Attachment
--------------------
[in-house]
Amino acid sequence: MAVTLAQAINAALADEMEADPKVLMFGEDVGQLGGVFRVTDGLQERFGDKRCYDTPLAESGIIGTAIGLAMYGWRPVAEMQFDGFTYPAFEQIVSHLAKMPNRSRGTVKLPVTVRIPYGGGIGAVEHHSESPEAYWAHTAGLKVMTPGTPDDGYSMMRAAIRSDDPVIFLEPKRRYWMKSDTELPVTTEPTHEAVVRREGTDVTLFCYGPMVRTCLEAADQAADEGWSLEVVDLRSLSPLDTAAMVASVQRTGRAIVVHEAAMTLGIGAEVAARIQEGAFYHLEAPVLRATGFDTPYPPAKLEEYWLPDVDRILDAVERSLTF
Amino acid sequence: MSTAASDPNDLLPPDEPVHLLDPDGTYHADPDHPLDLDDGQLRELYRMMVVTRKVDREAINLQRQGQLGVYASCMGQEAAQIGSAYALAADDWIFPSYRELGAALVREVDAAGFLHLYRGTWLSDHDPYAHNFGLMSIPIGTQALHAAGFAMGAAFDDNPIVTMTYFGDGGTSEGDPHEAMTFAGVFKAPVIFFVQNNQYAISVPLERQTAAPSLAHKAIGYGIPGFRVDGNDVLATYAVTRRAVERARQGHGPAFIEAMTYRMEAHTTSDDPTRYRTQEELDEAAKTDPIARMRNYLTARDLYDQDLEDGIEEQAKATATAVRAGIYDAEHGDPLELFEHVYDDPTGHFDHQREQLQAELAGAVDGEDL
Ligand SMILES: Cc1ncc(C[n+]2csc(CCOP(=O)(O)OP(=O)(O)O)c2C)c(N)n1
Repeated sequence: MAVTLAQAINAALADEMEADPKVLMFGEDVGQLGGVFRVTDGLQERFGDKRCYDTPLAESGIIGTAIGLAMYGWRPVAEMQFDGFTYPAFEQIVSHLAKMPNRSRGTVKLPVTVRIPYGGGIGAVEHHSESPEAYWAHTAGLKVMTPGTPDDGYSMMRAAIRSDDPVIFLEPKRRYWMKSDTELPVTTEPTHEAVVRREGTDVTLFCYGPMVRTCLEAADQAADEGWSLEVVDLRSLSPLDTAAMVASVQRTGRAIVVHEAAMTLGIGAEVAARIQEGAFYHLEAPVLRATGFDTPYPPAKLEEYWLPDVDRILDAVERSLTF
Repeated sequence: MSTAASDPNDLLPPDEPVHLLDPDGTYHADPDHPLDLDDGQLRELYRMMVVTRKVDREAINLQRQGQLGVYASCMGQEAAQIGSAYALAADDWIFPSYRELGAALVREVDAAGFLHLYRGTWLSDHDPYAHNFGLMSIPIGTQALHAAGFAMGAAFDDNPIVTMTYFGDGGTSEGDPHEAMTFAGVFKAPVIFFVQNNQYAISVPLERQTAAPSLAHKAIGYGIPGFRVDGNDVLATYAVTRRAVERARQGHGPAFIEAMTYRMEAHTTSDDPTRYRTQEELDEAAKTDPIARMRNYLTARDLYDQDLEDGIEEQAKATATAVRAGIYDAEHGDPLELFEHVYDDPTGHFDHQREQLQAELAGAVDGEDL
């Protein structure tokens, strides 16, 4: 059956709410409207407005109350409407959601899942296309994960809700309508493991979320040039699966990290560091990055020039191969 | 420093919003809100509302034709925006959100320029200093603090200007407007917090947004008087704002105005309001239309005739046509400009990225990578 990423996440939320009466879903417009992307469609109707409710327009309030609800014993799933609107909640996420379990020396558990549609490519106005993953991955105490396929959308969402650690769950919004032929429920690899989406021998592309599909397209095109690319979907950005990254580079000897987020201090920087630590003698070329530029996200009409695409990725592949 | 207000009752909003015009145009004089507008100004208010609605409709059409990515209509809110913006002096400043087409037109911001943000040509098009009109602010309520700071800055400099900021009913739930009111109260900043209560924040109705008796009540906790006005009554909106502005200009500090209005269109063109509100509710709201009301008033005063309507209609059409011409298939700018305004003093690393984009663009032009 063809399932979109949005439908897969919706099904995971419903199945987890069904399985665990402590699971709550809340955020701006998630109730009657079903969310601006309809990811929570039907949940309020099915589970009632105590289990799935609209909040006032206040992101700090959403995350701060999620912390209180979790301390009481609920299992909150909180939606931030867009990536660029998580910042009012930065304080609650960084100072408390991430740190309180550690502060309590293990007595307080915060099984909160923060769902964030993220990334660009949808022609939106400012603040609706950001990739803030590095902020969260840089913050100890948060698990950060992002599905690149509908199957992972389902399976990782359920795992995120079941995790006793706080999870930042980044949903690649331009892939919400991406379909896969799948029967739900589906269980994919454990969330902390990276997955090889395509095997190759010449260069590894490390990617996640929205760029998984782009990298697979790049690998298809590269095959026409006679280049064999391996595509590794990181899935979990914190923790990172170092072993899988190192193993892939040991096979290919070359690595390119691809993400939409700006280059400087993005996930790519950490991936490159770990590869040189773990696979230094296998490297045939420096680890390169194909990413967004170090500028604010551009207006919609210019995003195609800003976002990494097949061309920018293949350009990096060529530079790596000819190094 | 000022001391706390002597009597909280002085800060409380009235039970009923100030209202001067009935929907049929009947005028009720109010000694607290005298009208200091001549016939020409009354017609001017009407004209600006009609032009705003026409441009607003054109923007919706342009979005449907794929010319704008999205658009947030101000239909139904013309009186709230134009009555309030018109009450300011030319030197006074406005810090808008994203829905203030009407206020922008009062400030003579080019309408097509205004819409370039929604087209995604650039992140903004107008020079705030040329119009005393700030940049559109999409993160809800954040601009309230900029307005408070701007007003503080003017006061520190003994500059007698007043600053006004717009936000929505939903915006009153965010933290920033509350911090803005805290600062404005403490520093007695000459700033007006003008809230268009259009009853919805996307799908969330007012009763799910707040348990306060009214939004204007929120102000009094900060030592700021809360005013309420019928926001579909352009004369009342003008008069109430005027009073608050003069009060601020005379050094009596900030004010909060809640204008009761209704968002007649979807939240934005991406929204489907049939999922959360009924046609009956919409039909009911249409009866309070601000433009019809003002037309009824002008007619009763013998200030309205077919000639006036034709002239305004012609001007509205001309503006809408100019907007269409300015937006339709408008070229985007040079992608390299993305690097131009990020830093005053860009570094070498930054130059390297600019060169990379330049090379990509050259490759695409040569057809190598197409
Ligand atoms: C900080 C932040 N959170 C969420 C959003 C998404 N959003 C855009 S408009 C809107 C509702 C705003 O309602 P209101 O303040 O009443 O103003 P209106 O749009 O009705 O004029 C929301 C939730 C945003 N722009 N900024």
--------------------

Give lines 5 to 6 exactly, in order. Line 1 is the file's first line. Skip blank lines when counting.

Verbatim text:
Repeated sequence: MAVTLAQAINAALADEMEADPKVLMFGEDVGQLGGVFRVTDGLQERFGDKRCYDTPLAESGIIGTAIGLAMYGWRPVAEMQFDGFTYPAFEQIVSHLAKMPNRSRGTVKLPVTVRIPYGGGIGAVEHHSESPEAYWAHTAGLKVMTPGTPDDGYSMMRAAIRSDDPVIFLEPKRRYWMKSDTELPVTTEPTHEAVVRREGTDVTLFCYGPMVRTCLEAADQAADEGWSLEVVDLRSLSPLDTAAMVASVQRTGRAIVVHEAAMTLGIGAEVAARIQEGAFYHLEAPVLRATGFDTPYPPAKLEEYWLPDVDRILDAVERSLTF
Repeated sequence: MSTAASDPNDLLPPDEPVHLLDPDGTYHADPDHPLDLDDGQLRELYRMMVVTRKVDREAINLQRQGQLGVYASCMGQEAAQIGSAYALAADDWIFPSYRELGAALVREVDAAGFLHLYRGTWLSDHDPYAHNFGLMSIPIGTQALHAAGFAMGAAFDDNPIVTMTYFGDGGTSEGDPHEAMTFAGVFKAPVIFFVQNNQYAISVPLERQTAAPSLAHKAIGYGIPGFRVDGNDVLATYAVTRRAVERARQGHGPAFIEAMTYRMEAHTTSDDPTRYRTQEELDEAAKTDPIARMRNYLTARDLYDQDLEDGIEEQAKATATAVRAGIYDAEHGDPLELFEHVYDDPTGHFDHQREQLQAELAGAVDGEDL